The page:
Presented on video screens, digital works may be created of abstract or figurative forms in the artists' choice of millions of shades of color, and may be manipulated so that the images appear, combine, morph, and/or disappear. Digital art also includes works, many of them interactive, made to be viewed on the World Wide Web. Sculpture, too, can be a digital art as a result of rapid prototyping, a technique that
prints out three-dimensional forms from computer-designed models. Contemporary digital works range from the shimmering and transforming video paintings of Jeremy Blake to the computer-modified imagery of Carl Fudge's screenprints, the shifting geometric panels of John F. Simon, Jr., and the participatory audiovisual worlds of Janet Cardiff. Among the many other artists involved in the movement, each with his or her own approach to the seemingly infinite possibilities of digital art, are Jim Campbell, Leah Gilliam, Robert Lazzarini, Jim O'Rourke, Paul Pfeiffer, Marina Rosenfeld, Elliott Sharp, Diana Thater, Inez van Lamsweerde, and Adrianne Wortzel.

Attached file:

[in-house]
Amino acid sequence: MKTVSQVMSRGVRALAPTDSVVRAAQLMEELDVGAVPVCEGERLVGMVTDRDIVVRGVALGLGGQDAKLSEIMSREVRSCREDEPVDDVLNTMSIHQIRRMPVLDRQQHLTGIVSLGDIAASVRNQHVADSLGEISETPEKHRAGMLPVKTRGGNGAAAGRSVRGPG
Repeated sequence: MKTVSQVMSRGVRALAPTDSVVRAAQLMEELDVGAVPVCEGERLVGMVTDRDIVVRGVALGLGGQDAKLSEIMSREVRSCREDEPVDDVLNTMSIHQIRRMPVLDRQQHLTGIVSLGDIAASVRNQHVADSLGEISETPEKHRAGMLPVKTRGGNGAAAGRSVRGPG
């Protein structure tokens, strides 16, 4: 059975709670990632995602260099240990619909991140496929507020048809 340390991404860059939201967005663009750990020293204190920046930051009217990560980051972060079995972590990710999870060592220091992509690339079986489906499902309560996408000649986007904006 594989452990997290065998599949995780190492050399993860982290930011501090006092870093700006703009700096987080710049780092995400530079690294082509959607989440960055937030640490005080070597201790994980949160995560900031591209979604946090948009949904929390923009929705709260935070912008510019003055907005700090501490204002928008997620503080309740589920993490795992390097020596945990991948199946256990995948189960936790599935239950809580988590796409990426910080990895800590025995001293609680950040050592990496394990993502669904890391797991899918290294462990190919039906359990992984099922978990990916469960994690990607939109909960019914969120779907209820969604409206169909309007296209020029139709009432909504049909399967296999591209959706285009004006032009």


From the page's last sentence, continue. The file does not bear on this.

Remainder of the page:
The Columbia Electronic Encyclopedia, 6th ed. Copyright © 2012, Columbia University Press. All rights reserved.
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